On September 27th local elections were held in Romania. Maria Cernat and Boyan Stanislavski discuss how cheap political theatre continues to displace serious political debate. The campaign before these elections was Romanian “politics” in a condensed form: the neverending battle with communism and corruption. To that we should add the consequences of such a battle — the demonization of progressive taxation and redistribution, of LGBT rights or any concept bringing social stability. Say a word and you will see a tsunami of outrage over how you are attempting to revive the communist monster. This of course paved the way for libertarian pro-business extremism which, while viewed as the only meaningful approach, has been sowing destruction in the state and society. The effects of that are what we are now forced to endure. Yet every pathology that has developed over the last three decades is attached to — you guessed it — communism and corruption. While the latter definitely exists and not only in Romania, the former is long gone and it is rather pathetic on the part of our political class to explain their current failures with a phenomenon that died 30 years ago. But who cares?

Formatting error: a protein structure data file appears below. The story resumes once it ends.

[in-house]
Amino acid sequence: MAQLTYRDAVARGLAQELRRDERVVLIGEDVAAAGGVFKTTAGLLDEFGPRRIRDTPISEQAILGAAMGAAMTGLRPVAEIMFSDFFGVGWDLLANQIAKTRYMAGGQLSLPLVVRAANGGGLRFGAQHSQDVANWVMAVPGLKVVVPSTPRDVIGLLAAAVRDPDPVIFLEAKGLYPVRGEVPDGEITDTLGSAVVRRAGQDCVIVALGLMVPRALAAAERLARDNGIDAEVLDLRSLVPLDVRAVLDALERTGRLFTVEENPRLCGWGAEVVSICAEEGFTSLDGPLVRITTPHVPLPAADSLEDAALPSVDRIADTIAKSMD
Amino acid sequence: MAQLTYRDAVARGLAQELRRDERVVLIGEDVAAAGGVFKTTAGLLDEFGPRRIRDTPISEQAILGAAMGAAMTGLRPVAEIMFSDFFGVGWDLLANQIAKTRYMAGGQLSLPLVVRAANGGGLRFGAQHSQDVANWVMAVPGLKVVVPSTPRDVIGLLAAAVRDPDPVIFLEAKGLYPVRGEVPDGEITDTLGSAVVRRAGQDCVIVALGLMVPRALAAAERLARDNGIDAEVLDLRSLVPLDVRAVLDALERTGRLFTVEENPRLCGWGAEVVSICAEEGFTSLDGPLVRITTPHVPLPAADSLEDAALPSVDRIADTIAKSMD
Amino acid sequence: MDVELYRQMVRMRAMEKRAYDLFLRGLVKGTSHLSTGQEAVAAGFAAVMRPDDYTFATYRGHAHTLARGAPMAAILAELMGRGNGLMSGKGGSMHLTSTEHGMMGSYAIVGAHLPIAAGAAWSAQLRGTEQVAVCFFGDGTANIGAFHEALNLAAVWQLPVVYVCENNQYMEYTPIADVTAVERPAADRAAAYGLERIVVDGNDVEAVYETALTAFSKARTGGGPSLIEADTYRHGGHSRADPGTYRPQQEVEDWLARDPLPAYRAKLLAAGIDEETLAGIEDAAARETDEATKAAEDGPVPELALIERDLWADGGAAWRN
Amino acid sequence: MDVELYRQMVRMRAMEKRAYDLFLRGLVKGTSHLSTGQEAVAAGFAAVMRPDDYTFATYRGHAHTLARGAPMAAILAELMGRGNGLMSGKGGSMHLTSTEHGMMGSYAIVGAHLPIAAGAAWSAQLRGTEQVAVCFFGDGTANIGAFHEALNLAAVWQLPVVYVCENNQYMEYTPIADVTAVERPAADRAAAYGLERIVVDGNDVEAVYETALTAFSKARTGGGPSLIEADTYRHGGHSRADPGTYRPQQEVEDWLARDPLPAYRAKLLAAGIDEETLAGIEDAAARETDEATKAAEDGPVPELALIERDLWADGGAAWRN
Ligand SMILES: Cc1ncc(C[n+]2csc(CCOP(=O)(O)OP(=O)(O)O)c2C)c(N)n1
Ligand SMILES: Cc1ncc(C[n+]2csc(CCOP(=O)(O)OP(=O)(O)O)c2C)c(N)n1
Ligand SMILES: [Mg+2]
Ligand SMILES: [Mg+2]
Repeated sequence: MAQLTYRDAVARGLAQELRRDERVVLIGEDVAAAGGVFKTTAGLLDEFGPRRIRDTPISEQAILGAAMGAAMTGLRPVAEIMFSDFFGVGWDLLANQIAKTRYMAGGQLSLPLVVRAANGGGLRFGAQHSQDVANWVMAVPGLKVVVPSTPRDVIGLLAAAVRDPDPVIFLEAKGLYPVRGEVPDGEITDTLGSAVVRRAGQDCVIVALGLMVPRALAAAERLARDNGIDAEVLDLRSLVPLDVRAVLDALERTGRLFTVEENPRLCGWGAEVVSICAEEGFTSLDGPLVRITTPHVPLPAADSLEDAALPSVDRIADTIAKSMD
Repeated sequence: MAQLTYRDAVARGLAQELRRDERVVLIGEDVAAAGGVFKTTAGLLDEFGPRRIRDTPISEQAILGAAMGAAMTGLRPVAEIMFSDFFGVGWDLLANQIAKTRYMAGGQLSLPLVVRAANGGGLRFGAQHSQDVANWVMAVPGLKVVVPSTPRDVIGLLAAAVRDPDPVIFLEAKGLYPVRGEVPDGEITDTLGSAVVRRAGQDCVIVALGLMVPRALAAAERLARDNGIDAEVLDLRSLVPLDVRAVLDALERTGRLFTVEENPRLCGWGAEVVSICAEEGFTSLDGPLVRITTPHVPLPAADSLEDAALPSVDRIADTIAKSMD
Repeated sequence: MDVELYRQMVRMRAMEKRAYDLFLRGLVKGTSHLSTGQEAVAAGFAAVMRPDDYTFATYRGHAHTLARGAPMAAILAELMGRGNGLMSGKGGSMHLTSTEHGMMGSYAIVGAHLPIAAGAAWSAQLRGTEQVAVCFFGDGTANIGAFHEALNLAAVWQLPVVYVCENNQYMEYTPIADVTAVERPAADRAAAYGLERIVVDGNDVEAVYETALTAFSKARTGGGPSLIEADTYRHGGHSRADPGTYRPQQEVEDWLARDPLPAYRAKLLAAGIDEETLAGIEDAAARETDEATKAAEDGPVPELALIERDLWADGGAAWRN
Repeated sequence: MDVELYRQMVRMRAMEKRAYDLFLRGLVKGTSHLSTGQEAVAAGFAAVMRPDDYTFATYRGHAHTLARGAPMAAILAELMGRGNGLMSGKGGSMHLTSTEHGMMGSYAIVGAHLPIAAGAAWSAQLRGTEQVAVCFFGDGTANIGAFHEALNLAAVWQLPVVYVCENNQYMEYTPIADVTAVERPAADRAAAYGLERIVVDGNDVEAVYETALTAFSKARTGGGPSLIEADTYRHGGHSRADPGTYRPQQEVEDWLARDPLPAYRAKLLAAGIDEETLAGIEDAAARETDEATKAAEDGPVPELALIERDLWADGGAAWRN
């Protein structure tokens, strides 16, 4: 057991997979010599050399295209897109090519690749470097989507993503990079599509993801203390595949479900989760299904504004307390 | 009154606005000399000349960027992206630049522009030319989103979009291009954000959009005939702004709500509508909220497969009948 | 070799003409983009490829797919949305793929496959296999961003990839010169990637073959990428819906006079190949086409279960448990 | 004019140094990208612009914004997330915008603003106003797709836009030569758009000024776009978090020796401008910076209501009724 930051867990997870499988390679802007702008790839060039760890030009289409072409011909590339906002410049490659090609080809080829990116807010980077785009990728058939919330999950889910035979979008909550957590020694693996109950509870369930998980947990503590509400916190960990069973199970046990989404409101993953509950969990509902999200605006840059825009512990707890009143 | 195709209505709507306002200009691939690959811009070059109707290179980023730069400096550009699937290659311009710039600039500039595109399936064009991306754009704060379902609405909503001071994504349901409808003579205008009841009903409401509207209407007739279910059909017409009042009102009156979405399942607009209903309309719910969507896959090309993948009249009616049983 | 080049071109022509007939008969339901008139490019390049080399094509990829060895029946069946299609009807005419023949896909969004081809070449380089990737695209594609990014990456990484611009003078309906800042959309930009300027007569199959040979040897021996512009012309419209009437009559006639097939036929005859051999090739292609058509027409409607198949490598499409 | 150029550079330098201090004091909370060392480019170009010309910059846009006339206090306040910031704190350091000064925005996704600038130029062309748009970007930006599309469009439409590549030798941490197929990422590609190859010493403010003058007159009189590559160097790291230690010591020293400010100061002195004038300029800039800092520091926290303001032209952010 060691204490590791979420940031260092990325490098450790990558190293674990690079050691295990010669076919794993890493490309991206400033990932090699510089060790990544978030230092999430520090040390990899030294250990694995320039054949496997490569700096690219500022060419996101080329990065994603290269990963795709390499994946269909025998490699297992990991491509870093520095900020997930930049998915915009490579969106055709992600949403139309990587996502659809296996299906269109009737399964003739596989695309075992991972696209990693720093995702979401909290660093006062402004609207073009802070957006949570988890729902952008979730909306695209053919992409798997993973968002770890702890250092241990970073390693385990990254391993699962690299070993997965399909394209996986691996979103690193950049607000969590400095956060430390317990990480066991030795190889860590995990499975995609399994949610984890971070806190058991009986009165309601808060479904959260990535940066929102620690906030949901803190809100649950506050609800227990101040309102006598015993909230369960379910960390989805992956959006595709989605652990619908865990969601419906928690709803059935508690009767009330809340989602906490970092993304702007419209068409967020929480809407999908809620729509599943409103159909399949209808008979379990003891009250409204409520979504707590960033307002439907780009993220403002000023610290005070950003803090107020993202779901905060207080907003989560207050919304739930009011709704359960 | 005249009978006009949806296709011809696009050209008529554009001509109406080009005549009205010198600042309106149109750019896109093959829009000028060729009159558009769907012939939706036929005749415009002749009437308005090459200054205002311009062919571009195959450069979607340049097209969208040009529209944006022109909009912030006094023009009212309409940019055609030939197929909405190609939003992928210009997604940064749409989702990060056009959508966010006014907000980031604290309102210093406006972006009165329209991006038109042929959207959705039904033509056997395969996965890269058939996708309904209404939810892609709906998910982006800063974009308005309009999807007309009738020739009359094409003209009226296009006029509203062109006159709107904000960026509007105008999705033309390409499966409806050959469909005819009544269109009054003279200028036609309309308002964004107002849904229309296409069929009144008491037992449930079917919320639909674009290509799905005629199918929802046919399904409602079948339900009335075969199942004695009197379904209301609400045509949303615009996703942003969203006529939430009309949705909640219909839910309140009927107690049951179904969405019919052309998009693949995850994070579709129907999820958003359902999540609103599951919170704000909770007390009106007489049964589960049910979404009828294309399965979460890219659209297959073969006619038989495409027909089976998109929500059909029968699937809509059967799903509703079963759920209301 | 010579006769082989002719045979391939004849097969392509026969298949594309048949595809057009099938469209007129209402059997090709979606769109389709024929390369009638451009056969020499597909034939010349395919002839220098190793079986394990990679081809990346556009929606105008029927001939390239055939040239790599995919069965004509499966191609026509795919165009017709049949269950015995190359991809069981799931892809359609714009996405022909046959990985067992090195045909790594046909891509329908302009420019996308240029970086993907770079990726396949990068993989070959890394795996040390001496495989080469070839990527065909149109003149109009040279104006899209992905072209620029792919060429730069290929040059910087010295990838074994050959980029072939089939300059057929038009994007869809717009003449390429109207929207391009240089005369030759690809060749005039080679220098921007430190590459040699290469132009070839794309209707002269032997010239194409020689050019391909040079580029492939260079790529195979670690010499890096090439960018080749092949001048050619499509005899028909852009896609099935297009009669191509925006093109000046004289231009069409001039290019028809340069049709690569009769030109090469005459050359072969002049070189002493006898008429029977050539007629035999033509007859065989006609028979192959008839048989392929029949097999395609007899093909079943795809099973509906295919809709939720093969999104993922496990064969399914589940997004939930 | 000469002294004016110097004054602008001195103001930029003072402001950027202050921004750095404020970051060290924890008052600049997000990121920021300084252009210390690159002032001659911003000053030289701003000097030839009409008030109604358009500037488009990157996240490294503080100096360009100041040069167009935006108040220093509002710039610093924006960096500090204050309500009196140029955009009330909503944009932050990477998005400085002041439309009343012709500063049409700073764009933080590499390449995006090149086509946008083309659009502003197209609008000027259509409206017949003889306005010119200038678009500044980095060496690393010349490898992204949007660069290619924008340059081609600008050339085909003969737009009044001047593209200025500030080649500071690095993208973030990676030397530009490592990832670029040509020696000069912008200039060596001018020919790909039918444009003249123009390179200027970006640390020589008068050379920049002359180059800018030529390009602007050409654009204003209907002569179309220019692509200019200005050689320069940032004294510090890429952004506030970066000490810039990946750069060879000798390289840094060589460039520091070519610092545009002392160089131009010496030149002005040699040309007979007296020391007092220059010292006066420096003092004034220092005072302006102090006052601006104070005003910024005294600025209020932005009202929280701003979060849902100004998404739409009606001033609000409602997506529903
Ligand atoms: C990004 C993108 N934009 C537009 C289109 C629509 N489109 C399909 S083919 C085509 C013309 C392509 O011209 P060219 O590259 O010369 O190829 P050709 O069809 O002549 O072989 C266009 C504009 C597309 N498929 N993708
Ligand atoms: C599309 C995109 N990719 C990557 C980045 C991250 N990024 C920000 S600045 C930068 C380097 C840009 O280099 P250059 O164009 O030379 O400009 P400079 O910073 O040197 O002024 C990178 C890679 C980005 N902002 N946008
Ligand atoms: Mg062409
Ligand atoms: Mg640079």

The second topic Maria Cernat is taking up in this edition of The Barricade’s Podcast concerns a very troubling story of a Romanian woman who died of post-surgery complications after an abortion in a private clinic. The Romanian public hospitals denied her access to an abortion, using the ongoing pandemic as an excuse. Maria Cernat also comments on the absolutely disgusting reactions on the part of the Romanian Ministry of Health regarding this gruesome incident.
In the second half of the programme Boyan Stanislavski brings up some fresh examples of the absurd from Poland. Last week a very peculiar installation was placed in the centre of Warsaw — a statue of John Paul II holding up a huge stone and wading in a basin of reddish liquid. The creator of this piece of art explained how the pope is struggling against “new ideologies” that he views as a “continuation of Bolshevism” etc.
“Considering the poor material the sculpture is made of, the grotesque position of the figure of the pope and the red liquid all around that made people produce memes with subtitles like ‘When you sneeze while on your period’ and all this being their symbol of the eternal fight against the red evil… There is something hyper-Polish about it!” Stanislavski explains.
Photo: Pixabay, CC0
The Barricade is an independent platform, which is supported financially by its readers. Become one of them! If you have enjoyed reading this article, support The Barricade’s existence! We need you! See how you can help – here!